It sounds obvious, but at times, investors ignore a patently obvious basic tenet: buy quality investments. Why do we do this? Because we are reaching for something out of reach. We believe that the investment returns provided by quality companies are too low in comparison to other riskier opportunities. In an effort to earn a higher return, investors devote capital to low-quality investments. While Buffett is not infallible (he admits to his fair share of mistakes), he has enjoyed phenomenal success by staying disciplined and insisting upon quality investments. We must seek to maintain the same discipline.
Lessons for Phlox and Phlox Clients
1. We can learn a lot from Buffett, but we should not seek to fully replicate his strategy.
As stated in the paper, Buffett’s strategies result in higher investment returns, but also higher volatility, due to the use of leverage. Most investors do not have a stomach lined with iron as Buffett does. Such a gut is necessary in order to tolerate Buffett’s strategy. Phlox does not utilize borrowing/leverage in client portfolios.
2. Buffett understands the inherent value in his investments, so he does not allow market fluctuations to control his emotions.
With a few exceptions, nobody builds wealth by watching the market every minute of every day. Instead, we need to understand the inherent value in our investments. When the market is volatile, it is this understanding that helps us to avoid “buying high and selling low.” As the great investor Peter Lynch said, “it’s not a lottery ticket” (meaning the ownership of stocks). Quality stocks bought at reasonable prices are solid investments, not lottery tickets.
3. While Phlox does not advocate utilizing debt to buy stocks, Phlox does advocate judicious use of debt to buy a home.
Homes are where we live. They are where we raise our families and build our futures together. At a recent speech in Dallas, Buffett himself said that buying a home with a 30-year fixed rate mortgage is the single smartest investment a person can make. Note his reference to a 30-year fixed rate mortgage: he stipulates this type of financing because he knows that the phenomenon of inflation makes it a wise financial structure. Furthermore, mortgage interest is deductible for most tax payers, further lowering the cost of the debt.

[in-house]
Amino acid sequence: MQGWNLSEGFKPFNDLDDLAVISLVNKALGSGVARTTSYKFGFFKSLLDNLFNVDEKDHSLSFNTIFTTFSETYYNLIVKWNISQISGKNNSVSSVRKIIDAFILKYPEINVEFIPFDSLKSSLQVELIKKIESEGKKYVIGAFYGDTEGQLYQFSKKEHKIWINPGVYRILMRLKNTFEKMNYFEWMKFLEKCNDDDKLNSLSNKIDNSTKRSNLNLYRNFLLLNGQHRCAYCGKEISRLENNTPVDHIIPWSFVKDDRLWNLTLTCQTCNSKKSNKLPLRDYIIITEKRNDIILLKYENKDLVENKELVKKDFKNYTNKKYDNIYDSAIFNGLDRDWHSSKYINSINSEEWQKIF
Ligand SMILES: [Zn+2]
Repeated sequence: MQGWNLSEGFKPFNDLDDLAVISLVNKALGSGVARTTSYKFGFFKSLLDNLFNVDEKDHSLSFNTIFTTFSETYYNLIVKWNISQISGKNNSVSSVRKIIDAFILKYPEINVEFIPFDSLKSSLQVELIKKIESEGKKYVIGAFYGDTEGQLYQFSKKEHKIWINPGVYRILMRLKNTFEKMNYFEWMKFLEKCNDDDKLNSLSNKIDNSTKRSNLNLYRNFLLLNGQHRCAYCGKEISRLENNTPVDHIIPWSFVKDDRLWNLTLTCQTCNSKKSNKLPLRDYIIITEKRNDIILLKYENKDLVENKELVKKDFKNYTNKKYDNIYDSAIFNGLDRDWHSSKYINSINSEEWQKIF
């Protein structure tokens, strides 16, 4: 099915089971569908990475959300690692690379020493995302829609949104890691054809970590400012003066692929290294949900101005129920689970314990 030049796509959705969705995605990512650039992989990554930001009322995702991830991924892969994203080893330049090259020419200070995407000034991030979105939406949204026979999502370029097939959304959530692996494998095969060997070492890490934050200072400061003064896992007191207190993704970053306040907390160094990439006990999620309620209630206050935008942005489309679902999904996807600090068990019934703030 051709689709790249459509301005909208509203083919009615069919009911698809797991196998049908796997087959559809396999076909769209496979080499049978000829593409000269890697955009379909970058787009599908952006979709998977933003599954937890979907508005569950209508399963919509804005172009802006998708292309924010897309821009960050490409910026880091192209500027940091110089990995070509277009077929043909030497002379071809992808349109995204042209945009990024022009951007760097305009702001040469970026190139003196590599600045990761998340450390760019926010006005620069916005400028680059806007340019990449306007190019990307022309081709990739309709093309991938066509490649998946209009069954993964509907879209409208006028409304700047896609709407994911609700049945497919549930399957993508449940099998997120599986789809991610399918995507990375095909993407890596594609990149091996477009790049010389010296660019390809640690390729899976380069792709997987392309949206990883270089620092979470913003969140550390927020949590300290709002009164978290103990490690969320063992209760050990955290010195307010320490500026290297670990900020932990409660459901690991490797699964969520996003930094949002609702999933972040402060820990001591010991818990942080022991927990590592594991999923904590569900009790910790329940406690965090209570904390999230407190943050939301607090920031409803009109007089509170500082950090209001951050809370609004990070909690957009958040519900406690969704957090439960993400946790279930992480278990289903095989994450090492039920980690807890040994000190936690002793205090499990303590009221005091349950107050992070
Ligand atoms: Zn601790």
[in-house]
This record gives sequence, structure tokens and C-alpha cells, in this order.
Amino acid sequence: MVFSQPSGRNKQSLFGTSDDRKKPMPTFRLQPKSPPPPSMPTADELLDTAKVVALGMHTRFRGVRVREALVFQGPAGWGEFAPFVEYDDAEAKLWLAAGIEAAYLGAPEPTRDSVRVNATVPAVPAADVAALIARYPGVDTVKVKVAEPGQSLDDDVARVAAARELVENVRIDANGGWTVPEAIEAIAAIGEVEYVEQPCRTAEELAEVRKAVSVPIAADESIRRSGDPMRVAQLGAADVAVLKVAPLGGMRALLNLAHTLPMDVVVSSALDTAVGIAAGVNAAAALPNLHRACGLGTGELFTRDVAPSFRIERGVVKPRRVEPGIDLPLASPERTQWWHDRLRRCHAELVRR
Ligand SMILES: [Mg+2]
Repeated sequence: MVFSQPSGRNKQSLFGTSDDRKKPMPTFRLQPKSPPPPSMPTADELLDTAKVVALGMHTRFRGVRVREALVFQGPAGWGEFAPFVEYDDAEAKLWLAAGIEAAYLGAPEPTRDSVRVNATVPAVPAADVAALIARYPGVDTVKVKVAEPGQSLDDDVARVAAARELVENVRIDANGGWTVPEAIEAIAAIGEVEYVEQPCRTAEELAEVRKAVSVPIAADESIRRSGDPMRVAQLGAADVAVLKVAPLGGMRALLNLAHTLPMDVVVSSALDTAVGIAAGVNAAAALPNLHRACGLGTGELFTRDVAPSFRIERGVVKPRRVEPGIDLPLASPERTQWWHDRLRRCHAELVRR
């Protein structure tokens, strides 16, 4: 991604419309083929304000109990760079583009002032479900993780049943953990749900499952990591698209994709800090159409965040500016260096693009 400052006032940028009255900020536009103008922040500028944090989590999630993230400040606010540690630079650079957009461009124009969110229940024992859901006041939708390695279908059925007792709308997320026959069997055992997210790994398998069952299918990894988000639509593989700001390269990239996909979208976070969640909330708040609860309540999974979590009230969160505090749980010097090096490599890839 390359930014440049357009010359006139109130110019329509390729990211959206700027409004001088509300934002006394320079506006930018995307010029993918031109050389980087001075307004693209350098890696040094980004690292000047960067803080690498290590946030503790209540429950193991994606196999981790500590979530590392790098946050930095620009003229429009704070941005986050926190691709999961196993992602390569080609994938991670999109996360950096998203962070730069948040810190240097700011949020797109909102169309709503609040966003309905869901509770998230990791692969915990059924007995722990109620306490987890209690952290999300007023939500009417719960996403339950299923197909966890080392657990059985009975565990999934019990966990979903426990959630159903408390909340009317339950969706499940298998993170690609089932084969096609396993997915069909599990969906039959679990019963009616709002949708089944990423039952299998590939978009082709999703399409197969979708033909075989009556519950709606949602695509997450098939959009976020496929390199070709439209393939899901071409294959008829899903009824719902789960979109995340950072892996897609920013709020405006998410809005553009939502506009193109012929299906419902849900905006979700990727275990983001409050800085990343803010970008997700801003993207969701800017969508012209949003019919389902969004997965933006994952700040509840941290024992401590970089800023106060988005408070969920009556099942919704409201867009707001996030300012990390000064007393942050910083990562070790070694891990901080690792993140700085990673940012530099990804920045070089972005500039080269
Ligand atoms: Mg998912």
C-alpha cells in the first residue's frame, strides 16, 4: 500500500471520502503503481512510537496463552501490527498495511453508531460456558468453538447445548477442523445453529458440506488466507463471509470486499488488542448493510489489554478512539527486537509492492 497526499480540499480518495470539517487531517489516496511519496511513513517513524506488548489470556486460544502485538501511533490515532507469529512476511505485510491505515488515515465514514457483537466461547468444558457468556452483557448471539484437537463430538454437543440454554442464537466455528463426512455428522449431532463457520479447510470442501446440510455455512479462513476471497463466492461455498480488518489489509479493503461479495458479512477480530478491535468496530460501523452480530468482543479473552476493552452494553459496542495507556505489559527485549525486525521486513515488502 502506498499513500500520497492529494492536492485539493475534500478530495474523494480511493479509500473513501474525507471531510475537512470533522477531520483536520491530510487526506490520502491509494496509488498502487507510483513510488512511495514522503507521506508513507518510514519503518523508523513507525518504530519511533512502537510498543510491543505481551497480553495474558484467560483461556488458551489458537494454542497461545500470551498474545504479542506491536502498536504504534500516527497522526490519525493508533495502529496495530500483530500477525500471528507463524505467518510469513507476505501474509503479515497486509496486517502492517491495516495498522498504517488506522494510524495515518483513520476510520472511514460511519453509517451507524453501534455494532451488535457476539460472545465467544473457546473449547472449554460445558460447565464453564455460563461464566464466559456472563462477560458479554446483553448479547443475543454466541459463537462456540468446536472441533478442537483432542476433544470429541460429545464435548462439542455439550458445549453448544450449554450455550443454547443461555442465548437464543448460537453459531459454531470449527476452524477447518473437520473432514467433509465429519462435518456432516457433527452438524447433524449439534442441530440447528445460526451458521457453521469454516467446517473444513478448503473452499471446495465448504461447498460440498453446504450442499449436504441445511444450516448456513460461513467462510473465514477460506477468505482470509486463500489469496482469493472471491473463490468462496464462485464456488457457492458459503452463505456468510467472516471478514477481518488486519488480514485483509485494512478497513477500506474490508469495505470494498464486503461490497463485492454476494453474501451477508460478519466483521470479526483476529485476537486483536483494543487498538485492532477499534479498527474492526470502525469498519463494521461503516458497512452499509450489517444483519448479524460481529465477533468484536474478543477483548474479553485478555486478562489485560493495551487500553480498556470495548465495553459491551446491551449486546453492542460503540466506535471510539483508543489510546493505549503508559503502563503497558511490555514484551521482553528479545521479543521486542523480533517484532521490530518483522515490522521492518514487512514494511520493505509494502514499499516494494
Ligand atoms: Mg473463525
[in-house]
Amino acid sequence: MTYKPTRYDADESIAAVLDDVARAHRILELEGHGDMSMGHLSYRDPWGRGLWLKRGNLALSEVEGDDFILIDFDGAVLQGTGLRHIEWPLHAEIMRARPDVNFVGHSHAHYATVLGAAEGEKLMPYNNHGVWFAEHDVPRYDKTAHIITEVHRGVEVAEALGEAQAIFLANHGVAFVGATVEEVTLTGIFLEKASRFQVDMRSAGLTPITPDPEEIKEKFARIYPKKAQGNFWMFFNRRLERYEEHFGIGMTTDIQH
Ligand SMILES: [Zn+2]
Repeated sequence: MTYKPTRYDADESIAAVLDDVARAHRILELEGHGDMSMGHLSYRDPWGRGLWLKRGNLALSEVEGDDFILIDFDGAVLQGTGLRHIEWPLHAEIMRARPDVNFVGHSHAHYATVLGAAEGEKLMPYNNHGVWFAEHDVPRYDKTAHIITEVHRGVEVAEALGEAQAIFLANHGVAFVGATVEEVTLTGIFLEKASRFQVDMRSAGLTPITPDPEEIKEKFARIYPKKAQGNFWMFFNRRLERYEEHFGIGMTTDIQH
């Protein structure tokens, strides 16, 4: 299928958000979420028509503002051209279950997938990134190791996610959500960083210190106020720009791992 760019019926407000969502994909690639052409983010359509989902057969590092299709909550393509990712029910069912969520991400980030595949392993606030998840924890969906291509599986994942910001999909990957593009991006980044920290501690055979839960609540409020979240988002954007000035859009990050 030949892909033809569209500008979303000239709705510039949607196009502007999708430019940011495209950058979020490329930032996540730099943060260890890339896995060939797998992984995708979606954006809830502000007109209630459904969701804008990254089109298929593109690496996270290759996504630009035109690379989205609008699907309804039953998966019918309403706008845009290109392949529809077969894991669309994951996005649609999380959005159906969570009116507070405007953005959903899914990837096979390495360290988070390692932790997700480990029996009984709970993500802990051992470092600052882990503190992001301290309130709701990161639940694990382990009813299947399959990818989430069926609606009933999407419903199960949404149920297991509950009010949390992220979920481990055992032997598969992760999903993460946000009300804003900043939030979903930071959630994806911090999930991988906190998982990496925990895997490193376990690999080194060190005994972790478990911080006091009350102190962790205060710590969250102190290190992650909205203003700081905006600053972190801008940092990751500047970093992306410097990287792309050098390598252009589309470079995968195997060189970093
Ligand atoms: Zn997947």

4. Buffett creates wealth because he maintains high levels of liquidity
If I could give only one piece of advice from my study of Buffett and my work with many successful entrepreneurs, it is this: the 3 most important concepts in finance are 1) Liquidity, 2) Liquidity, and 3) Liquidity.
The reason Buffett is cool under pressure is because he has money in the bank and high-quality, liquid assets in the market that can be converted to cash when needed. He also has access to lines of credit and other forms of liquidity. When the storms roll in, Buffett is not looking for a loan. He has cash at the ready, and in fact, he’s looking to buy investments when others are in a state of panic.
5. Buy quality investments that pay cash dividends
Phlox favors a healthy allocation of U.S. blue chip stocks in client portfolios. These stable companies often pay cash dividends that increase on an annual basis. The dividends serve to increase investor liquidity and dampen the downside volatility in the stock.
Joe Martinez, CFA is the founder of Dallas-based Phlox Capital Management, an investment management and financial planning firm. You can read his commentary at www.phloxcapital.com.